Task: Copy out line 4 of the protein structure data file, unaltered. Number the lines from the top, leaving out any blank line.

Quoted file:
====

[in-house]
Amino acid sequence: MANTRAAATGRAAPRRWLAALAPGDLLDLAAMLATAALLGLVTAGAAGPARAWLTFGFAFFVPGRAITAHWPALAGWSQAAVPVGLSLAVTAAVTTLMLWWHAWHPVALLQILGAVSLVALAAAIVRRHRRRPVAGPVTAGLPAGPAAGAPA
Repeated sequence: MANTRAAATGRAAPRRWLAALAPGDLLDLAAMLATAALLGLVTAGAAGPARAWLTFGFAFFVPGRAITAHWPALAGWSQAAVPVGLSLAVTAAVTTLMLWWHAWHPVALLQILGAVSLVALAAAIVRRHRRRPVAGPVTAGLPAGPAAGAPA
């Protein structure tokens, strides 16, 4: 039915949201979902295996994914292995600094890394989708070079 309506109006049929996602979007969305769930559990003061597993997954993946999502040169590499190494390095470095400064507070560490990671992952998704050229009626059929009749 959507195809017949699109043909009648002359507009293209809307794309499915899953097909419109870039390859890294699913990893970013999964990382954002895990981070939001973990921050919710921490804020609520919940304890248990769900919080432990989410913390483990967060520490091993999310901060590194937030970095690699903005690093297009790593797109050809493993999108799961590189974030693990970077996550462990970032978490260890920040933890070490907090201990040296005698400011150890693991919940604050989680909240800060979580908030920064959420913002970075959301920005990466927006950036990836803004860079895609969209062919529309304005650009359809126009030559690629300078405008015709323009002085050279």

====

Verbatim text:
């Protein structure tokens, strides 16, 4: 039915949201979902295996994914292995600094890394989708070079 309506109006049929996602979007969305769930559990003061597993997954993946999502040169590499190494390095470095400064507070560490990671992952998704050229009626059929009749 959507195809017949699109043909009648002359507009293209809307794309499915899953097909419109870039390859890294699913990893970013999964990382954002895990981070939001973990921050919710921490804020609520919940304890248990769900919080432990989410913390483990967060520490091993999310901060590194937030970095690699903005690093297009790593797109050809493993999108799961590189974030693990970077996550462990970032978490260890920040933890070490907090201990040296005698400011150890693991919940604050989680909240800060979580908030920064959420913002970075959301920005990466927006950036990836803004860079895609969209062919529309304005650009359809126009030559690629300078405008015709323009002085050279």